Last Saturday I had occasion to visit the supermarket.
Hagkaup on Seltjarnarnes, to be exact.
As I stood there, picking out oranges, I noticed a rather shifty-looking individual standing opposite me, picking over the apples. He was wearing a big parka and a hat pulled down around his ears, and looked decidedly furtive.
I did a double take as I realized that it was one of Iceland’s most notorious oligarchs — a guy who, on any occasion I’ve ever seen him, has always positively OOZED confidence and self-respect.
Now he looked like a guilty skateboarder [minus the droopy pants].
Also last weekend, there was a lengthy interview in DV, in which Pálmi Haraldsson, another member of the Group of 30*, bemoans his fate. He says he feels like a person under house arrest — he can’t go out without fear of being accosted, can’t go to the pool, can’t go to the grocery store. He regrets the loss of his reputation as a good and honest citizen, admits to having taken part in unscrupulous business deals, but is adamant that he did not break the law. “Mea culpa” says Pálmi — only not really, because nobody came to bust up the party. [GAG]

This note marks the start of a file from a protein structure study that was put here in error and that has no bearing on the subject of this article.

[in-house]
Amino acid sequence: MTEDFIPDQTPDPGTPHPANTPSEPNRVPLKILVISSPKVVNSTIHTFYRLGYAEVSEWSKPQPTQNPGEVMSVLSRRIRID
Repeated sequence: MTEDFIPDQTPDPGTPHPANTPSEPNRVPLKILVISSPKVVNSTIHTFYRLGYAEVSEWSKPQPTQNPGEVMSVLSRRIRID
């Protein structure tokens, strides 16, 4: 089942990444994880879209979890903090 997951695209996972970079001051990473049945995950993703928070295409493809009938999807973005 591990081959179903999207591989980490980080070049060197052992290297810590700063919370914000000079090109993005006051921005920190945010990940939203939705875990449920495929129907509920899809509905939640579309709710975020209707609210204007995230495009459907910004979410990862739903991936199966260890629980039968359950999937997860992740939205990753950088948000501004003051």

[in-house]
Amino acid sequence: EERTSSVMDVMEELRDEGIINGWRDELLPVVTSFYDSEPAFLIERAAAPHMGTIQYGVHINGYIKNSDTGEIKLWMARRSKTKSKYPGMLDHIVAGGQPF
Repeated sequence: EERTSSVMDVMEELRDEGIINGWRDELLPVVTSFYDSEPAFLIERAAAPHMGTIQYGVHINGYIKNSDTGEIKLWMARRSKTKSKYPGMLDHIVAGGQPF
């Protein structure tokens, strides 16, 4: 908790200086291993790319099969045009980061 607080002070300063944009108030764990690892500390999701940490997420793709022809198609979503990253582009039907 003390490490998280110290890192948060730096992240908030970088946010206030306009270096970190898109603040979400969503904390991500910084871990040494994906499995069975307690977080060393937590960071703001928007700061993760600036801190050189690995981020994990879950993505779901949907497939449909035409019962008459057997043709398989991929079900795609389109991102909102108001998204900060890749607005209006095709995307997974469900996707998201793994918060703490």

Then, a few days ago, someone I know happened to meet a young guy with whom she got talking. During the course of the conversation the subject turned to parents and what they did for a living. She asked what his father did. “You don’t want to know,” was the response.
Turned out he was the son of one of Iceland’s most notorious banksters.
So this is what it’s come to for these former Golden Boys. They’ve fallen so far from their pedestals that even their own children are ashamed of them.
Perhaps this is the greatest punishment they could ever get — being despised and ostracized by their own people.
[* It’s estimated that between 20-30 people managed to bankrupt the entire Icelandic nation.]